Stelter: So we’re going to mention what’s going on with human rights abuses, but we are just going to move on quickly to the games.

Costas: I have no inside information…but they will acknowledge the issues and address them only if something cannot be ignored during the games. Yes, it’s a sports event. But it’s a cultural event. It’s a travel log. All of that is reduced in China.

NBC is not sending broadcasters to China to cover the games. That’s not because of the political landscape. They said it was due to Covid.

For the sports media, Costas said, “There is now a greater understanding of everything that China represents. Obviously, there are other human rights abusers around the world. But given China’s size, influence, and resources, you can make a very good case that China is very high on the list of the worst human rights abusers. People are very aware of it now. The IOC does not approve of political statements at the Olympics. That genie has to be out of the bottle a little bit. It has to be.”

Meanwhile, the organizations and the corporate sponsors are happy to oblige the wishes of the CCP.

Most recently, the Australian Open (AO) banned anyone from holding banners and wearing shirts with the message: “Where is Peng Shuai?” – one of China’s star tennis players who has gone missing after accusing a CCP strongman named Zhang Gaoli of pressuring her into sex.

Tennis icon Martin Navratilova instantly complained to the sports media covering the AO, calling it a “pathetic” move, and said that the organizers, including the Women’s Tennis Association (WTA) and the Association of Tennis Professionals (ATP), were “capitulating” to China.

“This is not a political statement, this is a human rights statement,” she said on the Tennis Channel. “Chances are Peng Shuai may be playing here but she couldn’t get out of the country. Anyway, I think they’re wrong on this. The ATP was pretty weak on this. The IOC, well we know where they are. You have total capitulation on this issue from the Australians, letting China dictate what they do at their own (event).”

The AO later reversed their decision, likely thanks to the very public outcry from Navratilova.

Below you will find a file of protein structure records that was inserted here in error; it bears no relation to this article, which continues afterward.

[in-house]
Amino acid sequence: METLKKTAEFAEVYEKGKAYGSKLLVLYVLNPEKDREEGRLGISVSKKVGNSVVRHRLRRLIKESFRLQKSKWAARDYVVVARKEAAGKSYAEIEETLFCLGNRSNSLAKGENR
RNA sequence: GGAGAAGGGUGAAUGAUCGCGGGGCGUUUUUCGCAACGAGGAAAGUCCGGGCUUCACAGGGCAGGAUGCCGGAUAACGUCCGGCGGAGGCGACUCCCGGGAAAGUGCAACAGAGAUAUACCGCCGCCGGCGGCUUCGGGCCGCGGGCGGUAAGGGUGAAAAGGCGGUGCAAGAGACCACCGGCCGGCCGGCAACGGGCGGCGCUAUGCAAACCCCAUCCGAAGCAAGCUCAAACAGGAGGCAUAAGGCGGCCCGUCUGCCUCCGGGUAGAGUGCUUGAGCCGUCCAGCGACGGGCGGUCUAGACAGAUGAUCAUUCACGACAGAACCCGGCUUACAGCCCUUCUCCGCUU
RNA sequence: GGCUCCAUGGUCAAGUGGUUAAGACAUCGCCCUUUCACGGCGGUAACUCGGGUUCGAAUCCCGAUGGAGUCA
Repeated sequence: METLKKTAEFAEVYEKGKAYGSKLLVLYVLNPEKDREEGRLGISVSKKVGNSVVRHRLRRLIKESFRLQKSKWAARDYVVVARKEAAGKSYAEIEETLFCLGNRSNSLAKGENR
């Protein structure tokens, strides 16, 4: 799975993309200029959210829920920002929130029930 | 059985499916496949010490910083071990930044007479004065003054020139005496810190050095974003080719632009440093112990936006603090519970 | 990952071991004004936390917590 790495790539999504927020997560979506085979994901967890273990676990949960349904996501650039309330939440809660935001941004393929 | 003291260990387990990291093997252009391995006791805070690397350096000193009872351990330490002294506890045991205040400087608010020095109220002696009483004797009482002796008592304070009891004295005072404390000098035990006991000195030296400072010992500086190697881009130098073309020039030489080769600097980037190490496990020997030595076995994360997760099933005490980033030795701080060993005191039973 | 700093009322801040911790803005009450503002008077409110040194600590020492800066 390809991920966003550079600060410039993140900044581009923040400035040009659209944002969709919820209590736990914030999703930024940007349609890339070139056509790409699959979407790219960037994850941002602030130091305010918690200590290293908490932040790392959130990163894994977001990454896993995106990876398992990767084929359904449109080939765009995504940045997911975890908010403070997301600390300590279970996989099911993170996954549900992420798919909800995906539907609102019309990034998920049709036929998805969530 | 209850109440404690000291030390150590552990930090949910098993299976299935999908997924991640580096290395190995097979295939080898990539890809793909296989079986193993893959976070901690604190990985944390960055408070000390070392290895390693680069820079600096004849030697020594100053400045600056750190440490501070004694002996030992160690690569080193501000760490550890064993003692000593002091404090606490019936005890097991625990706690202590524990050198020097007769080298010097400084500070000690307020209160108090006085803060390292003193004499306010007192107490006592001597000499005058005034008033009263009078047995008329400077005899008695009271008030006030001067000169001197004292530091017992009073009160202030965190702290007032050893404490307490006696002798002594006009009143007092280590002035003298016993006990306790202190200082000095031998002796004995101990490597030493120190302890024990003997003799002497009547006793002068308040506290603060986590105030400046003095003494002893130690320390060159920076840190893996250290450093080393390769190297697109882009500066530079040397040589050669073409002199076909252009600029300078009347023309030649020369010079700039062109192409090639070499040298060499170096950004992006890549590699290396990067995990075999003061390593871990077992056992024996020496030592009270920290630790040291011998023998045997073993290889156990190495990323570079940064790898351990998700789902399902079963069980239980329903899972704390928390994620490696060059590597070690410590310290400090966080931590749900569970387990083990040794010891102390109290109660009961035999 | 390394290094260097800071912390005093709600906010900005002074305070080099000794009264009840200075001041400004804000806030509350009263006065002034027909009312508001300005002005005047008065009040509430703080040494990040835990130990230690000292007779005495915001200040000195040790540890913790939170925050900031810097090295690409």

Lastly, the fact that the Olympics are about to start when two cities (Tianjin and Xi’an) in China just recently lifted another Covid lockdown, and Beijing is back to imposing restrictions on people, should be cause for concern. The pandemic began in China.

The 2022 Beijing Winter Olympics will likely be one of the most problematic, politicized games since the 1960s Black Power movements and the Olympics in Nazi Germany at the onset of the Jewish Holocaust.

It’s not a sports company, but Beijing Olympics sponsor AirBnB in particular is all about promoting anti-racism activism at home, but the activist slogan “silence is violence” gets completely lost on them when it comes to Muslim’s living in captivity in Xinjiang, something the U.S. State Department has called a “genocide”.

If just one of these companies spoke out like Navratilova, they might actually have an impact, at least on the issue of freedom of speech and censorship imposed by the CCP outside of its own borders. At a minimum, one would think that would not be tolerated by Western organizations and institutions.

The responsibility goes beyond the distrusted IOC, the corporate sponsors, and the media partners, and may extend to consumers and viewers alike. Everyone who’ll be watching the Olympic games has a responsibility to become educated about the bigger story of China, and its growing influence on powerful corporations and institutions of the West.

Speaking on his new HBO show “Consider This” in early August 2021, Costas said this about the Beijing Olympics and the world of sports:

“Socially conscious American athletes, who sometimes offer sweeping condemnations of their own imperfect country, while turning a blind eye to the monstrous crimes of a regime they, Nike, the NBA, and other sports entities are all in bed with, and are loathe to offend.”